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Zubrin and Tumlinson
Rick Tumlinson (left) and Robert Zubrin debate the merits, or lack thereof, of NASA’s exploration plans at the Space Frontier Conference in Los Angeles on October 21. (credit: J. Foust)

The debate over ESAS

A couple of months ago, NASA’s Vision for Space Exploration looked to be in good shape. The Vision had won support from Congress late last year with a fully-funded budget for 2005, and since then both the House and Senate have passed versions of authorization legislation for the agency that explicitly endorse the goals of the program. NASA has started, and even accelerated, work on some of the key components of the Vision, most notably the Crew Exploration Vehicle (CEV). With a new administrator and leadership keenly focused on implementing the program, there was every indication this summer that the Vision was gaining momentum.

In the last several weeks, though, that momentum has been diminished, if not lost entirely. The devastation created by Hurricane Katrina in late August, and to a lesser extent by Hurricane Rita a few weeks later, have left the federal government with a repair tab that could exceed $200 billion, raising questions regarding whether other government programs, including NASA’s, could be raided to pay the bill. (See “The hurricane and the vision”, The Space Review, September 6, 2005.) Then, just a few weeks after Katrina, NASA rolled out the long-awaited Exploration Systems Architecture Study (ESAS), a report by NASA that outlined how NASA would develop the CEV, launch vehicles, and other spacecraft needed to return to the Moon. The response to the ESAS was tepid at best in the mainstream media, with many reports fixating on the $104-billion price tag to implement the ESAS proposal in comparison to hurricane relief. (See “The reaction to the exploration plan”, The Space Review, October 3, 2005.)

There are now signs of dissent within the community of space activist and enthusiast organizations.

This combination of factors brings into question just how viable NASA’s exploration plans are. NASA may face an uphill battle just to preserve its budget against potential cuts, if not in the 2006 budget (which is nearing final approval in Congress), then in 2007 and beyond. Fiscal conservatives, like the Republican Study Committee, have targeted the Vision as part of “Operation Offset”, a wide-ranging series of budget cuts to offset the cost of hurricane relief without raising taxes or increasing the budget deficit. Worse, there are reports that NASA may need even more money over the next five years—as much as $5 billion—after cost savings originally projected last year for the shuttle program failed to materialize. Without that extra funding, Florida Today warned on Sunday, NASA may have to sharply curtail the already-reduced number of remaining shuttle flights.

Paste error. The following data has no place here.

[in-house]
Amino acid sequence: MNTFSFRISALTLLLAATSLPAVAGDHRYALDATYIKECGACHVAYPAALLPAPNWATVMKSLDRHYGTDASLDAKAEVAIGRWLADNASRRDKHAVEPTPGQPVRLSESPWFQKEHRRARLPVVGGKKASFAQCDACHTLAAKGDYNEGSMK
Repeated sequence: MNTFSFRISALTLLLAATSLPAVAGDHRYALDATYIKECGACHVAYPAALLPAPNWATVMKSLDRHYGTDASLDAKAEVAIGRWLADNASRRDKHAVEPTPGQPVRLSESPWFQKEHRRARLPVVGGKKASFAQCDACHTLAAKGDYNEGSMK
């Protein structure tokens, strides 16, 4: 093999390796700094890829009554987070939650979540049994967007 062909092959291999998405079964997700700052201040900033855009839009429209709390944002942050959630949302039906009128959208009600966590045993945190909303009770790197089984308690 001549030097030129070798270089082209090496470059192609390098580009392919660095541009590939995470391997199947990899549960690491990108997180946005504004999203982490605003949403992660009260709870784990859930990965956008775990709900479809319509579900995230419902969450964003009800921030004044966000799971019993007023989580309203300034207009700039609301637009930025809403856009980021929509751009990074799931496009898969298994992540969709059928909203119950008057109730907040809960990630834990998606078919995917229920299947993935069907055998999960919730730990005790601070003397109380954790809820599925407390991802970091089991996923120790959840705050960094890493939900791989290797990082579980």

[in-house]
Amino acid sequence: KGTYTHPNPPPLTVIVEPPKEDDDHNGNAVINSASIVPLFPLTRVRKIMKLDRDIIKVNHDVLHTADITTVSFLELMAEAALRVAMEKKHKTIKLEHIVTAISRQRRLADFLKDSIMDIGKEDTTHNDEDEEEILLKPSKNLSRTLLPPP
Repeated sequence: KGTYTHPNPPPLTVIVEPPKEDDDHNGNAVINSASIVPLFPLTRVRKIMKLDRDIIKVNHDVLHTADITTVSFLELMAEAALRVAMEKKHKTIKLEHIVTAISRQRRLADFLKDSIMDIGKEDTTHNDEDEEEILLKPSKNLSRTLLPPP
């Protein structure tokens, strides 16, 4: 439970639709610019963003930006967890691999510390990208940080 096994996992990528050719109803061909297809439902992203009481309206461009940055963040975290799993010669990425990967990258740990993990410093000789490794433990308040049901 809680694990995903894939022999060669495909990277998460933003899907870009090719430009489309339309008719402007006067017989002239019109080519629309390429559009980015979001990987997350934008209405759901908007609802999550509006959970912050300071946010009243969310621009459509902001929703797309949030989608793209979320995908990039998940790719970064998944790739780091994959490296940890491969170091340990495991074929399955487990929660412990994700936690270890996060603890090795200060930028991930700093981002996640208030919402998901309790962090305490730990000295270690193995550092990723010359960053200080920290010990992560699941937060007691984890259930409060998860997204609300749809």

There are now signs of dissent within the community of space activist and enthusiast organizations. These often-fractious groups joined together last year in the Space Exploration Alliance (SEA), an effort to create a unified front to promote the Vision. Now, though, some of the original member organizations have parted ways with the SEA, dissatisfied with ESAS and the agency’s general approach to implementing the Vision, while others have made it clear they are, at the very least, disappointed with the ESAS plan. However, while these groups may not like ESAS, there is no clear consensus—in fact, diverging opinions—on an alternative.

Heavy lift now

When NASA unveiled the ESAS plan last month, The Mars Society was initially supportive. A statement by the society’s political committee published September 26, while quibbling with some aspects of the plan, called it “a good beginning to make the Vision a reality.”

Mars Society president Robert Zubrin, though, is more pessimistic about the prospects of ESAS and the Vision itself. “The pertinent issue right now is whether there really will be a Moon-Mars initiative, or whether this is just nice theme music for a rationalization of the space station program,” Zubrin said Friday during a speech at the Space Frontier Conference in Los Angeles.

Zubrin’s concerns with the plan are rooted in part with the Vision itself, which keeps the shuttle operating through the end of the decade before embarking fully on development of the systems needed for human missions to the Moon and Mars. “The Vision is a compromise policy between those who wanted business as usual and those who wanted a destination-driven space program,” he said. “This formulation has created great peril for the Vision for Space Exploration.”